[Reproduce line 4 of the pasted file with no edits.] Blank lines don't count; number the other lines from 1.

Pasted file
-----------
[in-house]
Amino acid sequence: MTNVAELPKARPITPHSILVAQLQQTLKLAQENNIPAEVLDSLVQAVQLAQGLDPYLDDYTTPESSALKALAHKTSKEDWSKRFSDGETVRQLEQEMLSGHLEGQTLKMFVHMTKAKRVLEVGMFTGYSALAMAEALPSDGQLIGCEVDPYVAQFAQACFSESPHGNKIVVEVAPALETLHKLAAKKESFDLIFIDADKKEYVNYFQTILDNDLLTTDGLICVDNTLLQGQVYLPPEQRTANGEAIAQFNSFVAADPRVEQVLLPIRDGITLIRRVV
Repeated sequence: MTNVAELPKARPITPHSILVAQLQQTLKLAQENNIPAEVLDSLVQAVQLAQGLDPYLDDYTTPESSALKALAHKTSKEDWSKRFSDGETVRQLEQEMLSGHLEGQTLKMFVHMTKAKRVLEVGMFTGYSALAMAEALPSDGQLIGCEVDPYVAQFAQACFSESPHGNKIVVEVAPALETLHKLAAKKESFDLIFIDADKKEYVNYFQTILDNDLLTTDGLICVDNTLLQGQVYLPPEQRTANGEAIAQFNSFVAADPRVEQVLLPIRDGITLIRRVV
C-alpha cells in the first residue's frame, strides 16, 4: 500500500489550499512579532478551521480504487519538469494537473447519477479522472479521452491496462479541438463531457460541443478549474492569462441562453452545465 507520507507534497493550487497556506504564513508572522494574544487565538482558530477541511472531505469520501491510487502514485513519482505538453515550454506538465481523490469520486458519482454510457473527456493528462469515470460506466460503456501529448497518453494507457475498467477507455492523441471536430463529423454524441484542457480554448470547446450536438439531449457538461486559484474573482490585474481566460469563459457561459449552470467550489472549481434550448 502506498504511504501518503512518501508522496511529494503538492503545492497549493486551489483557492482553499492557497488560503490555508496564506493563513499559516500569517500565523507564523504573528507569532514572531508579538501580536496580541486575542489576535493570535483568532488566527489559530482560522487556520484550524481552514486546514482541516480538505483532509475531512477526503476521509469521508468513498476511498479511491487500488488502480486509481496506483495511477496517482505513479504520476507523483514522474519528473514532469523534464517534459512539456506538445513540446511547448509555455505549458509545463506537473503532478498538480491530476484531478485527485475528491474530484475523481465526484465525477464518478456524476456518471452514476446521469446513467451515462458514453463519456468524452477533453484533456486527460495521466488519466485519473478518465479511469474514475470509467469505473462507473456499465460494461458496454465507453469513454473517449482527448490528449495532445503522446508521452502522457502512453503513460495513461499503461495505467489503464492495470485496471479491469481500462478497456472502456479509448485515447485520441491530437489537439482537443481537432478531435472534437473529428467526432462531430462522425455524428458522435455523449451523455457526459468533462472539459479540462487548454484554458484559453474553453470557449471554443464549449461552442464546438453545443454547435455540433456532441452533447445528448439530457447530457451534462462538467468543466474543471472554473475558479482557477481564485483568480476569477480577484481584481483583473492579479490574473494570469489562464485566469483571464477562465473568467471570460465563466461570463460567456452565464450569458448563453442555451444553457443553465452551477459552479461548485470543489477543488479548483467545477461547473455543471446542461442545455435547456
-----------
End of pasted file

C-alpha cells in the first residue's frame, strides 16, 4: 500500500489550499512579532478551521480504487519538469494537473447519477479522472479521452491496462479541438463531457460541443478549474492569462441562453452545465 507520507507534497493550487497556506504564513508572522494574544487565538482558530477541511472531505469520501491510487502514485513519482505538453515550454506538465481523490469520486458519482454510457473527456493528462469515470460506466460503456501529448497518453494507457475498467477507455492523441471536430463529423454524441484542457480554448470547446450536438439531449457538461486559484474573482490585474481566460469563459457561459449552470467550489472549481434550448 502506498504511504501518503512518501508522496511529494503538492503545492497549493486551489483557492482553499492557497488560503490555508496564506493563513499559516500569517500565523507564523504573528507569532514572531508579538501580536496580541486575542489576535493570535483568532488566527489559530482560522487556520484550524481552514486546514482541516480538505483532509475531512477526503476521509469521508468513498476511498479511491487500488488502480486509481496506483495511477496517482505513479504520476507523483514522474519528473514532469523534464517534459512539456506538445513540446511547448509555455505549458509545463506537473503532478498538480491530476484531478485527485475528491474530484475523481465526484465525477464518478456524476456518471452514476446521469446513467451515462458514453463519456468524452477533453484533456486527460495521466488519466485519473478518465479511469474514475470509467469505473462507473456499465460494461458496454465507453469513454473517449482527448490528449495532445503522446508521452502522457502512453503513460495513461499503461495505467489503464492495470485496471479491469481500462478497456472502456479509448485515447485520441491530437489537439482537443481537432478531435472534437473529428467526432462531430462522425455524428458522435455523449451523455457526459468533462472539459479540462487548454484554458484559453474553453470557449471554443464549449461552442464546438453545443454547435455540433456532441452533447445528448439530457447530457451534462462538467468543466474543471472554473475558479482557477481564485483568480476569477480577484481584481483583473492579479490574473494570469489562464485566469483571464477562465473568467471570460465563466461570463460567456452565464450569458448563453442555451444553457443553465452551477459552479461548485470543489477543488479548483467545477461547473455543471446542461442545455435547456